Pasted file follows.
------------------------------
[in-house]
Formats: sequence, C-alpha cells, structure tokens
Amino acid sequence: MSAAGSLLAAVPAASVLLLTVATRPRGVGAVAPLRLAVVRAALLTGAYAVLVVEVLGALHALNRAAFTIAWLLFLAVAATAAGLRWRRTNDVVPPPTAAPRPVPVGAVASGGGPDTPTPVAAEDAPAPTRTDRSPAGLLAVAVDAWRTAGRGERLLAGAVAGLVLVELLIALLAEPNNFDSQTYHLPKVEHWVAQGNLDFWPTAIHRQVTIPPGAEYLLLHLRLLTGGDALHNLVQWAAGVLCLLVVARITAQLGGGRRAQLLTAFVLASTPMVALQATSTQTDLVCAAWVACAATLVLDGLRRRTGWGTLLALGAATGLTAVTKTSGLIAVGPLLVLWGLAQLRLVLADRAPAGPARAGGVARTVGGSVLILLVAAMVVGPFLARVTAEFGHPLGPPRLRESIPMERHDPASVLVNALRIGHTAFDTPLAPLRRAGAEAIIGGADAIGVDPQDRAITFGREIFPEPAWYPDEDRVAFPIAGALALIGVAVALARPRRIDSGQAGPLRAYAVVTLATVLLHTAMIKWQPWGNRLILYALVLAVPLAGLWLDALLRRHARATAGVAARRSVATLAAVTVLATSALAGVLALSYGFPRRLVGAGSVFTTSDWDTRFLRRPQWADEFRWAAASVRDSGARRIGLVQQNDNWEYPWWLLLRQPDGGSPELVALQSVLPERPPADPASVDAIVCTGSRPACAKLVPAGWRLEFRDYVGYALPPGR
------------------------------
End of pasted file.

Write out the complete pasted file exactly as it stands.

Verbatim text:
[in-house]
Formats: sequence, C-alpha cells, structure tokens
Amino acid sequence: MSAAGSLLAAVPAASVLLLTVATRPRGVGAVAPLRLAVVRAALLTGAYAVLVVEVLGALHALNRAAFTIAWLLFLAVAATAAGLRWRRTNDVVPPPTAAPRPVPVGAVASGGGPDTPTPVAAEDAPAPTRTDRSPAGLLAVAVDAWRTAGRGERLLAGAVAGLVLVELLIALLAEPNNFDSQTYHLPKVEHWVAQGNLDFWPTAIHRQVTIPPGAEYLLLHLRLLTGGDALHNLVQWAAGVLCLLVVARITAQLGGGRRAQLLTAFVLASTPMVALQATSTQTDLVCAAWVACAATLVLDGLRRRTGWGTLLALGAATGLTAVTKTSGLIAVGPLLVLWGLAQLRLVLADRAPAGPARAGGVARTVGGSVLILLVAAMVVGPFLARVTAEFGHPLGPPRLRESIPMERHDPASVLVNALRIGHTAFDTPLAPLRRAGAEAIIGGADAIGVDPQDRAITFGREIFPEPAWYPDEDRVAFPIAGALALIGVAVALARPRRIDSGQAGPLRAYAVVTLATVLLHTAMIKWQPWGNRLILYALVLAVPLAGLWLDALLRRHARATAGVAARRSVATLAAVTVLATSALAGVLALSYGFPRRLVGAGSVFTTSDWDTRFLRRPQWADEFRWAAASVRDSGARRIGLVQQNDNWEYPWWLLLRQPDGGSPELVALQSVLPERPPADPASVDAIVCTGSRPACAKLVPAGWRLEFRDYVGYALPPGR